Senscot Bulletin: 08-06-2007

Dear members and friends,

There is a beautiful old stables abutting my cottage where swallows nest and where I keep my firewood – it would make a great studio. I see a creative space – wood and stone, open to south sunlight – an exercise mat, a workbench with tools – my inner sanctum. The rehabilitation of an abandoned property has always been a powerful metaphor for me – even in dreams – and one I have enacted in real life many times. My intuition suggests that this comes from an unconscious sense of myself as somehow unclaimed. I love Grand Designs on TV – its themes of boldness – optimism – redemption.
 In 1990 I had a super one bedroomed flat in Edinburgh’s Stockbridge. The flat upstairs came on the market so I lovingly restored the Georgian townhouse to its original grandeur. But I borrowed beyond my means – couldn’t make the payments – someone else has it now. Maybe I’ll just stick with my wee cottage – leave the swallows in peace. With age it becomes easier to let things be.
 On Wednesday, a letter from the hospital saying that they found no malignancy in my prostate – great relief. Thursday (yesterday) in court to plead for my driving licence. When the magistrate enters I recognise her – my pal’s wife. This could be a result! Wonder if I should inform the clerk – reckon that’s up to her. When I’m called she speaks to the PF, who announces, “Justice Mrs —– declines jurisdiction in this case.” Can’t win them all. Great result on the biopsy though. Lucky laddie.

In Wester Hailes the community had its own employment training agency; children we knew on our playgrounds grew up through local training programmes; eventually had their own children. We knew our people – they trusted us – we dealt in what is now called social capital. Around 1997 Scottish Enterprise destroyed this local dimension – gave this work to bigger players – easier to administer. Now private sector operations – like Reed in Partnership, Working Links etc – regard this field as a ‘dripping roast’. The money is in volume – contracts for thousands of placements – steered through channels corresponding to targets – often no more than movement from welfare poverty to workforce poverty.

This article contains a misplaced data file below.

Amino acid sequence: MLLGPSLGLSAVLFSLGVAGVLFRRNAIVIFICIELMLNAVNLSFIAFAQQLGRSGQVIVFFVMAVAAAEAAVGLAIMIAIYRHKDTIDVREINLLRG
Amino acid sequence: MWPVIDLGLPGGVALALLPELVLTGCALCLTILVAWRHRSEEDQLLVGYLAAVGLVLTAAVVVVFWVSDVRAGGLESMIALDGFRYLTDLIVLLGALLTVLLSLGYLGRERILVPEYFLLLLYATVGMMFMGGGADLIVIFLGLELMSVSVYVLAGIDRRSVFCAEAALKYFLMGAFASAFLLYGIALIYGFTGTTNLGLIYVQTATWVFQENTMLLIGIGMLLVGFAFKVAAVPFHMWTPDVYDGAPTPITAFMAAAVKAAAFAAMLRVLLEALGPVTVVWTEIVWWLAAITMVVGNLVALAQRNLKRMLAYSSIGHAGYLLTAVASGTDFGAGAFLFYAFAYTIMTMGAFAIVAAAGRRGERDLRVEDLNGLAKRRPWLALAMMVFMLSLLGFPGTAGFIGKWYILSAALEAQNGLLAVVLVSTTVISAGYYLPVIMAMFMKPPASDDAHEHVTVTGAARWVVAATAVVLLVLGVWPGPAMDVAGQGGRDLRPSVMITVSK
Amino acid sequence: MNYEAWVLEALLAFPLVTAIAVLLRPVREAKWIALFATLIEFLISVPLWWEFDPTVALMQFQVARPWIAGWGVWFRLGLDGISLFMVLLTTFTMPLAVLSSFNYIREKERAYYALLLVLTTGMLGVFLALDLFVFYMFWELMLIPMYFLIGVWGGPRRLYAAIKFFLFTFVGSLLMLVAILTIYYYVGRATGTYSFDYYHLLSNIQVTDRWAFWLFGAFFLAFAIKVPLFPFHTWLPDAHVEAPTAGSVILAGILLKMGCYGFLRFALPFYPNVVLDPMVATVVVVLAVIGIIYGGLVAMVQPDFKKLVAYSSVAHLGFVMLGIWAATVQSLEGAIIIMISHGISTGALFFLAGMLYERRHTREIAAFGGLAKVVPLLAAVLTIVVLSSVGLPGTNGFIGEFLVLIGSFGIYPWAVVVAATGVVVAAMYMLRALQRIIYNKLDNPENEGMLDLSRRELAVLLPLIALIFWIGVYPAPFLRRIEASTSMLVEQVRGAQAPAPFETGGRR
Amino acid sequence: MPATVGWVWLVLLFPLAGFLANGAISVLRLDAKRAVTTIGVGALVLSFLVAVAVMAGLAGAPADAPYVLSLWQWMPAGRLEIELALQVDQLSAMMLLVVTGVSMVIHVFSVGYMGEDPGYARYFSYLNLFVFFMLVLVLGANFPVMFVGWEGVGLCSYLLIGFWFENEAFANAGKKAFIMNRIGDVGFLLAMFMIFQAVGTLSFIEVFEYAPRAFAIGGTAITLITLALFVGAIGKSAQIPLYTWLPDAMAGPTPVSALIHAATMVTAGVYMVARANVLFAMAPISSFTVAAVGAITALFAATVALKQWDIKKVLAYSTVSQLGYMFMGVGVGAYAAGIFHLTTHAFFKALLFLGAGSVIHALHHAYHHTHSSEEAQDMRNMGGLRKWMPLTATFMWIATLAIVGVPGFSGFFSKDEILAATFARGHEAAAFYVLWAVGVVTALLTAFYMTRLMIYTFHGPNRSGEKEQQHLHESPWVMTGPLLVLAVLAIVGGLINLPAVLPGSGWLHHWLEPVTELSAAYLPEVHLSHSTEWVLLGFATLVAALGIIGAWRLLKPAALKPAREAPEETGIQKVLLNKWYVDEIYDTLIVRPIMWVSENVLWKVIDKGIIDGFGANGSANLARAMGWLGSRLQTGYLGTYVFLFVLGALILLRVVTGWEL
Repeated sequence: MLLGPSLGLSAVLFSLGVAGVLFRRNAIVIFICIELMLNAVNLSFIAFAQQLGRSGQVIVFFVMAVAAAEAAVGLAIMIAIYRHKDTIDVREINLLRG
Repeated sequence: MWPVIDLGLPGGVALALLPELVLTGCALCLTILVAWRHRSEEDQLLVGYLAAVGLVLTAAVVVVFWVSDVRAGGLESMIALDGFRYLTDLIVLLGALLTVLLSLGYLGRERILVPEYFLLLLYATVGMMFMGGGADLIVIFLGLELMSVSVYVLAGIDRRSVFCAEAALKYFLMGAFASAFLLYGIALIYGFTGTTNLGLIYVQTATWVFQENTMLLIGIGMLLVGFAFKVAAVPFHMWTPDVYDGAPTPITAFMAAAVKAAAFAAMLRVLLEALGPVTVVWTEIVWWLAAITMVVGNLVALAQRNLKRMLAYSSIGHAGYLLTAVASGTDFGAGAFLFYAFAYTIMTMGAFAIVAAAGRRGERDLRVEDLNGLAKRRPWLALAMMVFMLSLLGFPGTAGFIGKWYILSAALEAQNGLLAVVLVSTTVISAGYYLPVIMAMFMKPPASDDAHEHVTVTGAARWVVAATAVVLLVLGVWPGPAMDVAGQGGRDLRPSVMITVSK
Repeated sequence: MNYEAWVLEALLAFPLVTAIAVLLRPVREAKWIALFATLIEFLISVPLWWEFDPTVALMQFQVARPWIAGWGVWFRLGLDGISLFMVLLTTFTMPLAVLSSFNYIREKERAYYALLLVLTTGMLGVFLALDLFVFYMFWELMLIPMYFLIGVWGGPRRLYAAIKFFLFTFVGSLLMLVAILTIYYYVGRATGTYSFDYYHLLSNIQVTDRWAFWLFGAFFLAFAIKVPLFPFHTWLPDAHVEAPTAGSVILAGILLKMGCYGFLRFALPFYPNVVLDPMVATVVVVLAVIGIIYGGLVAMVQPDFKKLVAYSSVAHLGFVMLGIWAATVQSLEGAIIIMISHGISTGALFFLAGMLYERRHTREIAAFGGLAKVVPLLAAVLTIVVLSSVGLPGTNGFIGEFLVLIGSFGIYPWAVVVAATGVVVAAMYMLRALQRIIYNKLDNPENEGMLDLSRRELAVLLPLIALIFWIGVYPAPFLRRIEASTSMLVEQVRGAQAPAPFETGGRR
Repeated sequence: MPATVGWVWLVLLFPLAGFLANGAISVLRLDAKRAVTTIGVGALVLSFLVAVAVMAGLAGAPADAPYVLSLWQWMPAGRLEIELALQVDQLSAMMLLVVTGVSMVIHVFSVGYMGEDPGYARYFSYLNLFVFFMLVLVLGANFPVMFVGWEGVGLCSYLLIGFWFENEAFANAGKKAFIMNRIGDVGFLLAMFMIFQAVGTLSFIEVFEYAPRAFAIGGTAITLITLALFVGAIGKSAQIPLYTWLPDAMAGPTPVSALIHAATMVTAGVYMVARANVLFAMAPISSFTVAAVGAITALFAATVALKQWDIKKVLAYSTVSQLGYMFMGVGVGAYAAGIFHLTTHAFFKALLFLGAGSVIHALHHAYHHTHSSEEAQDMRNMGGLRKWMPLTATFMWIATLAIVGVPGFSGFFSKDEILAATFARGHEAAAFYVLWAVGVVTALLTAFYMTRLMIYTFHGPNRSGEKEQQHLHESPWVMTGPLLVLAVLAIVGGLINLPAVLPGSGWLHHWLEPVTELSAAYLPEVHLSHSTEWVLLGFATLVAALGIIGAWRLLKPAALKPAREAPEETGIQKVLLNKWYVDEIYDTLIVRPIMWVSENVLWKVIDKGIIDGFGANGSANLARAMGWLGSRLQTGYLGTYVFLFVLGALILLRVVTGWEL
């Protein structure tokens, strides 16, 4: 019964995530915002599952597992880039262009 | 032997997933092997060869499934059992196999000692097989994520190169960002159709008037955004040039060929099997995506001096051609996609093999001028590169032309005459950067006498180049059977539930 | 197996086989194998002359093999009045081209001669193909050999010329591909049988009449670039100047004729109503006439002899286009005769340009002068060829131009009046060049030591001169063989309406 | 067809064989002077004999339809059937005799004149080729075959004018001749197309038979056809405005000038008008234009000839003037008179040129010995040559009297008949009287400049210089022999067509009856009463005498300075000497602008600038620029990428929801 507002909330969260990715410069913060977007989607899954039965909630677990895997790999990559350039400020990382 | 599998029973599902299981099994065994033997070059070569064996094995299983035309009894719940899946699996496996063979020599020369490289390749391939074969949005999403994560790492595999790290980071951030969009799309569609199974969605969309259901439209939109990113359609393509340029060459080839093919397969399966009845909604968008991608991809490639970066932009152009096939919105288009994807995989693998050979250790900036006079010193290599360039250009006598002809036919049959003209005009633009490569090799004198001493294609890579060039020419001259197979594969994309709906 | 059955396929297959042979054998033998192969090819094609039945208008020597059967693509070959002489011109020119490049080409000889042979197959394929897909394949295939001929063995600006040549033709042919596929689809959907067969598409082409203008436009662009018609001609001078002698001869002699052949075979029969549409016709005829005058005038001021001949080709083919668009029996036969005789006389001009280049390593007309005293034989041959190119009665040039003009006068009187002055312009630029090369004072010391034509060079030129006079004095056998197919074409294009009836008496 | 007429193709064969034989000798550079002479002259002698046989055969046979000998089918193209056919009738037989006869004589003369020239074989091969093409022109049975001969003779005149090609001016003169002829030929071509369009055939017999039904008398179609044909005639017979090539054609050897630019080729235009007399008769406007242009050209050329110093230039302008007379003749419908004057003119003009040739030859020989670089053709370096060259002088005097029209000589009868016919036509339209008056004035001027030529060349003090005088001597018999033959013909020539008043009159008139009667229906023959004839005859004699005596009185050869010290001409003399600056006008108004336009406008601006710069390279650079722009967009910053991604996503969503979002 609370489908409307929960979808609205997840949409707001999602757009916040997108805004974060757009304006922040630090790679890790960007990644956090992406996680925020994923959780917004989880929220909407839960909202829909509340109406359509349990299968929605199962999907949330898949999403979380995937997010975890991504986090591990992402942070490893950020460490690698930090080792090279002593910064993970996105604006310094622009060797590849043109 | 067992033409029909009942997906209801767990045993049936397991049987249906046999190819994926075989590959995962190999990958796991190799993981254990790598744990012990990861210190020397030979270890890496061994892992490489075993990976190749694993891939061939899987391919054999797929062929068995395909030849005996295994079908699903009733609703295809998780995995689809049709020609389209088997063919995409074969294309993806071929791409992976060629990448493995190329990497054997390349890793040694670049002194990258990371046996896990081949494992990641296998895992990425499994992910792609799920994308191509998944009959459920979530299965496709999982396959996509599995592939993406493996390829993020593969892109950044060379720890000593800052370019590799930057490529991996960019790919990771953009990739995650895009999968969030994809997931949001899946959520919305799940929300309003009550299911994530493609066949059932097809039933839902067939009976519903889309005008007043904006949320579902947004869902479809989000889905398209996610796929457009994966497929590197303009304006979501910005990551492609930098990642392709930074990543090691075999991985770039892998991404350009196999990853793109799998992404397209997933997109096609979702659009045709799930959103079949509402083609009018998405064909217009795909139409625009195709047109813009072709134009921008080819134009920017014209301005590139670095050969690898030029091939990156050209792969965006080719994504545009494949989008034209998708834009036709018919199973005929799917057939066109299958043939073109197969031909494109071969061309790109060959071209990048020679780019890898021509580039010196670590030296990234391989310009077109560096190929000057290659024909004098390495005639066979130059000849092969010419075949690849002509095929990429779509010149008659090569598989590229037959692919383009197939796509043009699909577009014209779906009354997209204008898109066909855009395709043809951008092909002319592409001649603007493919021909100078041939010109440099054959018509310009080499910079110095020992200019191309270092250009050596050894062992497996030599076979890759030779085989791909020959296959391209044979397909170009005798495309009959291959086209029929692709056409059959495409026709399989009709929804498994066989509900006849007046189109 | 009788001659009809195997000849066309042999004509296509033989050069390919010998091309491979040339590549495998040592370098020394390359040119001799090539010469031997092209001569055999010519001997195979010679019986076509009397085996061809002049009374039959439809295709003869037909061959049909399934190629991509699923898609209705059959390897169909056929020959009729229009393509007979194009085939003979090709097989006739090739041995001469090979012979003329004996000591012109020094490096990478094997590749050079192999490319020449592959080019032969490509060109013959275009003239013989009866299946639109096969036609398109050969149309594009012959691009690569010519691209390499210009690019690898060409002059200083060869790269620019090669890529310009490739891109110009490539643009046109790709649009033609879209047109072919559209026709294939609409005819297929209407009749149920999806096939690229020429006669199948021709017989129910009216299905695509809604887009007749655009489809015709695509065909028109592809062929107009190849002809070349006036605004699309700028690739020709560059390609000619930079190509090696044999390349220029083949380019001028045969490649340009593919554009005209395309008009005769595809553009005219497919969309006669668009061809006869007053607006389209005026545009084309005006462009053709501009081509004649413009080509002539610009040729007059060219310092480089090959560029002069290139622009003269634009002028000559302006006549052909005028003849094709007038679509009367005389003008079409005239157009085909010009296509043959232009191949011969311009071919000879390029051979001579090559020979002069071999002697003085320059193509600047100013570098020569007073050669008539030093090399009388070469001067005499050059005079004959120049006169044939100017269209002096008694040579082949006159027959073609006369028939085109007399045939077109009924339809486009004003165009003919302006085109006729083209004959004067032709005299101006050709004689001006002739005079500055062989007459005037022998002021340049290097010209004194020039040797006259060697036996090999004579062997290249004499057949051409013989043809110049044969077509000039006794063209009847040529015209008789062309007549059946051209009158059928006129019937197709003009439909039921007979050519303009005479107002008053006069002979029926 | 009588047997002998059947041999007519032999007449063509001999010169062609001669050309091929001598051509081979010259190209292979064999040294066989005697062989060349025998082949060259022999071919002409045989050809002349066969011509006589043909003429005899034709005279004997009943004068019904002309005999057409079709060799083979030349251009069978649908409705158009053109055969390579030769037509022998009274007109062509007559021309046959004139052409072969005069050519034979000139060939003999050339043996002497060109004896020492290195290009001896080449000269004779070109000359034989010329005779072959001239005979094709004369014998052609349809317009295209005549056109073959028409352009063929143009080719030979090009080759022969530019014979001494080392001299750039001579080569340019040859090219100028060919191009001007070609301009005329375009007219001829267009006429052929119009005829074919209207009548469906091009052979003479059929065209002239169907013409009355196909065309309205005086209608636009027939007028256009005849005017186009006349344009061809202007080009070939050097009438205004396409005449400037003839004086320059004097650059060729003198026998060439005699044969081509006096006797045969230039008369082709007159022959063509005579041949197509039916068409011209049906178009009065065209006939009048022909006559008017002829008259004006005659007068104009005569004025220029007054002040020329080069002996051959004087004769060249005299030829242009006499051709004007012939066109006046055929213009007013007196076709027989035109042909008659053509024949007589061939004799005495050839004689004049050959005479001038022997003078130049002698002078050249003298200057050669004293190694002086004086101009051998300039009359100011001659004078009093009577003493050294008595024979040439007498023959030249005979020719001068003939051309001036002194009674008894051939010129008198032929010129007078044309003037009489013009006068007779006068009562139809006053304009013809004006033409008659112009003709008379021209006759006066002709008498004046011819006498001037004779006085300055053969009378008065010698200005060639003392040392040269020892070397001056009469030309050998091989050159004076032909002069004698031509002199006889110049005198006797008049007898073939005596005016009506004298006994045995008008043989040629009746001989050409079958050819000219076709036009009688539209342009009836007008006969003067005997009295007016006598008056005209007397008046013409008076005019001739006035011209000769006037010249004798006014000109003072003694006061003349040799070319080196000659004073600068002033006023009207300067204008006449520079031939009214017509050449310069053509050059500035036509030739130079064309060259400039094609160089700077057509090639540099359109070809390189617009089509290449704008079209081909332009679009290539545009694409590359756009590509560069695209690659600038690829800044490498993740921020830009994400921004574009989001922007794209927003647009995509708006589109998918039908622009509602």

There is much talk in our sector about doing more in this field. If we’re talking about the Wester Hailes model this is good news. But if we’re talking about juggling stats – the private sector is welcome to it. How can we urge our young people to aspire to work they are proud of – unless we are proud of the work we do.

Senscot attended this week’s masterclass hosted by Kibble with Jim Schorr from Juma Ventures, a social enterprise in San Francisco that employs around 150 young people. Jim gave an insight into their work and also offered his take on a key issue facing the social enterprise sector on both sides of the Atlantic – ‘sustainability’. Jim’s view is that many existing social enterprises will never generate enough income to subsidise their other activities. He believes scaling up is the only way to go. His article in the Stanford Social Innovation Review is worth reading. I don’t share Jim Schorr’s view. I believe that it’s the smaller social enterprises which punch above their weight – which are more resilient – because they’re embedded locally. The ‘tescoisation’ of our sector must be resisted. Barbara Phillips, who set up the original Social Enterprise Unit at the DTI, agrees with me.